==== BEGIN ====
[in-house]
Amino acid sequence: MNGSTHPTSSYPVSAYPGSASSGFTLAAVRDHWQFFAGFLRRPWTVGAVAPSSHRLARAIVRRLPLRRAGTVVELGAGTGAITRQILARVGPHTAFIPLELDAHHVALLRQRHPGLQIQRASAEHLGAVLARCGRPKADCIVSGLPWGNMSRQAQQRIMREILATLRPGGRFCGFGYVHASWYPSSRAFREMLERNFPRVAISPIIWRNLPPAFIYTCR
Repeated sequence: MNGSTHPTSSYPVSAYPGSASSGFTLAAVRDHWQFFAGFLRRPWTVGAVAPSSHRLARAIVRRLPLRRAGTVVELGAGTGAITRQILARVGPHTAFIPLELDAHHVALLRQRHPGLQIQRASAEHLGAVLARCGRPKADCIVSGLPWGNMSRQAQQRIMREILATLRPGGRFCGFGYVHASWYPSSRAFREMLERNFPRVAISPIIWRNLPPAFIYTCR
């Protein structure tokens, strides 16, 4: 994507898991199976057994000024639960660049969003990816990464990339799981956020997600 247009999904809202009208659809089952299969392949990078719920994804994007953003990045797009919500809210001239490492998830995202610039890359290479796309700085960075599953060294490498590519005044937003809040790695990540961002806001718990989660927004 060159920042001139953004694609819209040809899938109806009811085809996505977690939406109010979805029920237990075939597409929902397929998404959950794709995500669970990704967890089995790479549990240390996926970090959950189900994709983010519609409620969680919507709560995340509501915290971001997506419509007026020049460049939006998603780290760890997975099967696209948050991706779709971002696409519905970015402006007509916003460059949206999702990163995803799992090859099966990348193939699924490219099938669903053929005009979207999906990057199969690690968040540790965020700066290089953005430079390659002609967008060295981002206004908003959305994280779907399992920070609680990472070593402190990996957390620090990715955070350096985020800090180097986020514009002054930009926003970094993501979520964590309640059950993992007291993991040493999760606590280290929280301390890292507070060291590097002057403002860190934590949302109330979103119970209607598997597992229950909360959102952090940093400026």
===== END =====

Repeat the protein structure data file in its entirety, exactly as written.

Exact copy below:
[in-house]
Amino acid sequence: MNGSTHPTSSYPVSAYPGSASSGFTLAAVRDHWQFFAGFLRRPWTVGAVAPSSHRLARAIVRRLPLRRAGTVVELGAGTGAITRQILARVGPHTAFIPLELDAHHVALLRQRHPGLQIQRASAEHLGAVLARCGRPKADCIVSGLPWGNMSRQAQQRIMREILATLRPGGRFCGFGYVHASWYPSSRAFREMLERNFPRVAISPIIWRNLPPAFIYTCR
Repeated sequence: MNGSTHPTSSYPVSAYPGSASSGFTLAAVRDHWQFFAGFLRRPWTVGAVAPSSHRLARAIVRRLPLRRAGTVVELGAGTGAITRQILARVGPHTAFIPLELDAHHVALLRQRHPGLQIQRASAEHLGAVLARCGRPKADCIVSGLPWGNMSRQAQQRIMREILATLRPGGRFCGFGYVHASWYPSSRAFREMLERNFPRVAISPIIWRNLPPAFIYTCR
């Protein structure tokens, strides 16, 4: 994507898991199976057994000024639960660049969003990816990464990339799981956020997600 247009999904809202009208659809089952299969392949990078719920994804994007953003990045797009919500809210001239490492998830995202610039890359290479796309700085960075599953060294490498590519005044937003809040790695990540961002806001718990989660927004 060159920042001139953004694609819209040809899938109806009811085809996505977690939406109010979805029920237990075939597409929902397929998404959950794709995500669970990704967890089995790479549990240390996926970090959950189900994709983010519609409620969680919507709560995340509501915290971001997506419509007026020049460049939006998603780290760890997975099967696209948050991706779709971002696409519905970015402006007509916003460059949206999702990163995803799992090859099966990348193939699924490219099938669903053929005009979207999906990057199969690690968040540790965020700066290089953005430079390659002609967008060295981002206004908003959305994280779907399992920070609680990472070593402190990996957390620090990715955070350096985020800090180097986020514009002054930009926003970094993501979520964590309640059950993992007291993991040493999760606590280290929280301390890292507070060291590097002057403002860190934590949302109330979103119970209607598997597992229950909360959102952090940093400026």